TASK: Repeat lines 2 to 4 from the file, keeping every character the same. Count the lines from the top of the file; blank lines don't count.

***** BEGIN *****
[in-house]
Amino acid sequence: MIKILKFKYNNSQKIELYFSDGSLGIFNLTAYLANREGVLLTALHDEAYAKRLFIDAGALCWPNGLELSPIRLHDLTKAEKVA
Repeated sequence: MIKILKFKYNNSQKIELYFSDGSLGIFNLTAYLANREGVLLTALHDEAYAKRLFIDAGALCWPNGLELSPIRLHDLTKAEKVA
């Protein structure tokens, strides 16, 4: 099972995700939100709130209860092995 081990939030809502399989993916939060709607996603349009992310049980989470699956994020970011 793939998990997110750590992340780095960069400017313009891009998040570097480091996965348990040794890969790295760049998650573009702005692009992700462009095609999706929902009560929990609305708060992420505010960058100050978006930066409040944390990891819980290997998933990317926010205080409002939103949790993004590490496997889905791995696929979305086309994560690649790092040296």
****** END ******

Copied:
Amino acid sequence: MIKILKFKYNNSQKIELYFSDGSLGIFNLTAYLANREGVLLTALHDEAYAKRLFIDAGALCWPNGLELSPIRLHDLTKAEKVA
Repeated sequence: MIKILKFKYNNSQKIELYFSDGSLGIFNLTAYLANREGVLLTALHDEAYAKRLFIDAGALCWPNGLELSPIRLHDLTKAEKVA
């Protein structure tokens, strides 16, 4: 099972995700939100709130209860092995 081990939030809502399989993916939060709607996603349009992310049980989470699956994020970011 793939998990997110750590992340780095960069400017313009891009998040570097480091996965348990040794890969790295760049998650573009702005692009992700462009095609999706929902009560929990609305708060992420505010960058100050978006930066409040944390990891819980290997998933990317926010205080409002939103949790993004590490496997889905791995696929979305086309994560690649790092040296």